Ulcerative Colitis :: Ulcerative colitis patients are not compliant with medications

A new, large survey supported by the Crohn’s & Colitis Foundation of America (CCFA) finds that 65 percent of ulcerative colitis patients are less than fully compliant with first-line therapies to treat their disease.The most commonly reported reasons for noncompliance with medications were the dosing frequency, the number of pills and the inconvenience associated with the medication.

New York, NY ? December 18, 2006 ? A new, large survey supported by the Crohn’s & Colitis Foundation of America (CCFA) finds that 65 percent of ulcerative colitis (UC) patients are less than fully compliant with first-line therapies to treat their disease. The findings are significant because an earlier study found that patients less than fully compliant experience five times the number of disease flare-ups.

Respondents to the CCFA survey were taking a variety of aminosalicylates, medications which help relieve symptoms and inflammation for many UC sufferers, but which require multiple pills be taken two to four times a day. CCFA conducted the survey to gain a better understanding of patients’ experiences with UC and these medications.

The most commonly reported reasons for non-compliance with medications were the dosing frequency, the number of pills and the inconvenience associated with the medication. Seventy-four percent of the 1,595 UC sufferers included in the survey experienced at least one flare-up of UC during the previous year. Flare-ups can involve heightened symptoms such as diarrhea, abdominal pain, loss of appetite, fatigue as well as complications such as anemia.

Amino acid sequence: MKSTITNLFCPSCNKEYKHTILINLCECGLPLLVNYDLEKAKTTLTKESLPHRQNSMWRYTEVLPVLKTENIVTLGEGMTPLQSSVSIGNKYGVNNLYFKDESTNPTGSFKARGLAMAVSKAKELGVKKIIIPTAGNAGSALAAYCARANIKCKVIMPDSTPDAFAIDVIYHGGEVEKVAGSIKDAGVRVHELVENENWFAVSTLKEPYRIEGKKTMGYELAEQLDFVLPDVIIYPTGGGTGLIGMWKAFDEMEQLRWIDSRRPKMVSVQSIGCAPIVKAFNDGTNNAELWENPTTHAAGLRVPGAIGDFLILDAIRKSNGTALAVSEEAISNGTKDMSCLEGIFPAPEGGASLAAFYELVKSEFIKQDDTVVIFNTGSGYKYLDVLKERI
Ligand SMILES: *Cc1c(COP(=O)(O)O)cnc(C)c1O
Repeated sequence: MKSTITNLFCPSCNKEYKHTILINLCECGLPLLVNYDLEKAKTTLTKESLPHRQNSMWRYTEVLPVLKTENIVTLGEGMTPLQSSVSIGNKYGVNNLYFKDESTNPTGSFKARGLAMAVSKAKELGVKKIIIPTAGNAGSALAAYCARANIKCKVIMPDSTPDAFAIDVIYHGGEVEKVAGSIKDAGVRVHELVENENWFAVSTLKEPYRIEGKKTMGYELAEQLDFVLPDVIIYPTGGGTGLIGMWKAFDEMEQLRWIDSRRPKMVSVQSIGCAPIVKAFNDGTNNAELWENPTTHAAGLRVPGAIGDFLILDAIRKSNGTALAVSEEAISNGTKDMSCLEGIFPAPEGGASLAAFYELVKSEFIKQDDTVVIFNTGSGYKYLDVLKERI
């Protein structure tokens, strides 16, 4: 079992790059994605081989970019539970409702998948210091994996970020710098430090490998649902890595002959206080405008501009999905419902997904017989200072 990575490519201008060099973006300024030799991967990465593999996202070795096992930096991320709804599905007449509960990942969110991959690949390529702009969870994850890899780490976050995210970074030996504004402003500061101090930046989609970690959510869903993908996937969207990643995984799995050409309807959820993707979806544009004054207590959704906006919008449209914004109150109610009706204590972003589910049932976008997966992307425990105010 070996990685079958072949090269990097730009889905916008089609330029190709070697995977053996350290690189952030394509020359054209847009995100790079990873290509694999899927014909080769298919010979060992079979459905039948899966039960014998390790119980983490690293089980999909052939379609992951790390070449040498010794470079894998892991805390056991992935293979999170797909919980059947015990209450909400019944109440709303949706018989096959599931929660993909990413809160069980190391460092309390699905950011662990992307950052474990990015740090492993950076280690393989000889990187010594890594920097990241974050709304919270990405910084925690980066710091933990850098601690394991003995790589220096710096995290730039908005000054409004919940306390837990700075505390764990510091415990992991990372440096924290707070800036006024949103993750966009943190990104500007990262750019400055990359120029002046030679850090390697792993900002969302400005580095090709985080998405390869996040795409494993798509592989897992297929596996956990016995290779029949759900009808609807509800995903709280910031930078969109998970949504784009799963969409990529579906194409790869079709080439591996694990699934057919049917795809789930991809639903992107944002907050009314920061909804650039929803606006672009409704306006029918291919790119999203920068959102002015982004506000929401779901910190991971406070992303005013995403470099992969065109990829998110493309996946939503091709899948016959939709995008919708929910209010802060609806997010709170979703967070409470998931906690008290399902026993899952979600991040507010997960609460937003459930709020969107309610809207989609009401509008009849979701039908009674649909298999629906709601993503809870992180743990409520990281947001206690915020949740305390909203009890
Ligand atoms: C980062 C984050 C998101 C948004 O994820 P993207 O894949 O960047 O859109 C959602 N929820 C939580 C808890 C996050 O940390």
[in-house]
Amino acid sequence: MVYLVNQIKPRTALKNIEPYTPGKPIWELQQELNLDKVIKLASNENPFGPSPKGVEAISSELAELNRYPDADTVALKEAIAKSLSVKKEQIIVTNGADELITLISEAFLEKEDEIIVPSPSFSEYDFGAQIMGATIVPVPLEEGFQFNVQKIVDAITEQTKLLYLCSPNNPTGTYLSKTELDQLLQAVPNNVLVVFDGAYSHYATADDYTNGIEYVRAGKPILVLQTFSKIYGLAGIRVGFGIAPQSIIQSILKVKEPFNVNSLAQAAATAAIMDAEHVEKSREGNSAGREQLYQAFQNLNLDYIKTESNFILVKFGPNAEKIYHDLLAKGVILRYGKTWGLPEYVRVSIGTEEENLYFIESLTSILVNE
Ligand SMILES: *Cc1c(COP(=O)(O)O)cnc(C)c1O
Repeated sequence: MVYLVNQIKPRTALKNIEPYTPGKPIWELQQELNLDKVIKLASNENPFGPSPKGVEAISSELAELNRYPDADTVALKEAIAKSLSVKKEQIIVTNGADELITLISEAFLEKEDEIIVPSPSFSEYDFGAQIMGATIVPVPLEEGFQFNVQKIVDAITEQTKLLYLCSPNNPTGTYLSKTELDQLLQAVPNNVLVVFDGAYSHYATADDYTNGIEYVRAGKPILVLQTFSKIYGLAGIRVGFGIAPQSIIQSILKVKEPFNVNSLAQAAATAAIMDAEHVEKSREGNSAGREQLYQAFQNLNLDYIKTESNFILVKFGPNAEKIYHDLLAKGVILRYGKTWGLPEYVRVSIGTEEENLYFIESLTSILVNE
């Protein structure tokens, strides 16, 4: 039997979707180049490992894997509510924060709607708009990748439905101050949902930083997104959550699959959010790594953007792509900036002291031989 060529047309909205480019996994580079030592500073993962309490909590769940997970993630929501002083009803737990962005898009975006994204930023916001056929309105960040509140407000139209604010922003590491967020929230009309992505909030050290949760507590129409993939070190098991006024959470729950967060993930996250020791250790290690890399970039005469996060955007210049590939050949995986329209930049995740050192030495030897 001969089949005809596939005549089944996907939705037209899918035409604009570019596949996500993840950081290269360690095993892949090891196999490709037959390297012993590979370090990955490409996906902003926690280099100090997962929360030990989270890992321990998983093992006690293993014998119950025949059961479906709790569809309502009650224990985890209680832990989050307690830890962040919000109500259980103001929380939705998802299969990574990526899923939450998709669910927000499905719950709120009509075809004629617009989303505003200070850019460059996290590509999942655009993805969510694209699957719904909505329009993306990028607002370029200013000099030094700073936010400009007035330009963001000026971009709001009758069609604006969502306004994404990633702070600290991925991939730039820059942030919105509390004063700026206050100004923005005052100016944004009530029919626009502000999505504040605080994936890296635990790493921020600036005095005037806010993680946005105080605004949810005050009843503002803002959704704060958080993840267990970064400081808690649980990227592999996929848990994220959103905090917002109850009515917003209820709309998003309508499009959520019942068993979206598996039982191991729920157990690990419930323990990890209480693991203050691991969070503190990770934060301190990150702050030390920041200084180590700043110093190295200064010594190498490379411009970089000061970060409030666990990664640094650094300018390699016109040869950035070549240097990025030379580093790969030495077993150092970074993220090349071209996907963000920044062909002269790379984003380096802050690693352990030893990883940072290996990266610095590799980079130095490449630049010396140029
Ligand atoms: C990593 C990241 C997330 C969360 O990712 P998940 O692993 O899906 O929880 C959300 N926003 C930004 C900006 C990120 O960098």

“The study shows that many patients struggle to comply with their current medication regimen because they have to take multiple pills throughout the day,” said the survey report’s author Edward V. Loftus, Jr., a gastroenterologist at Mayo Clinic in Rochester, MN. “And we know that when UC patients don’t take their medications as prescribed, it can have a significant impact on their health and quality of life.”

In addition to poor compliance with medication, the survey evaluated overall quality of life for those living with UC ? 60 percent reported loss of bowel control, 49 percent reported decreased energy levels, 46 percent reported spending less time away from home and 37 percent reported involvement in fewer social activities.

“Lack of compliance with medication is a major challenge across a variety of disease states and has a huge impact on Americans’ health and the cost of healthcare in our country,” said Jonathan Braun, MD, PhD, chair of CCFA’s National Scientific Advisory Committee. “The introduction of new treatments with more convenient dosing regimens will be an important step in helping UC patients to remain compliant with their medication, lower the frequency of flares and improve their quality of life,” he added.


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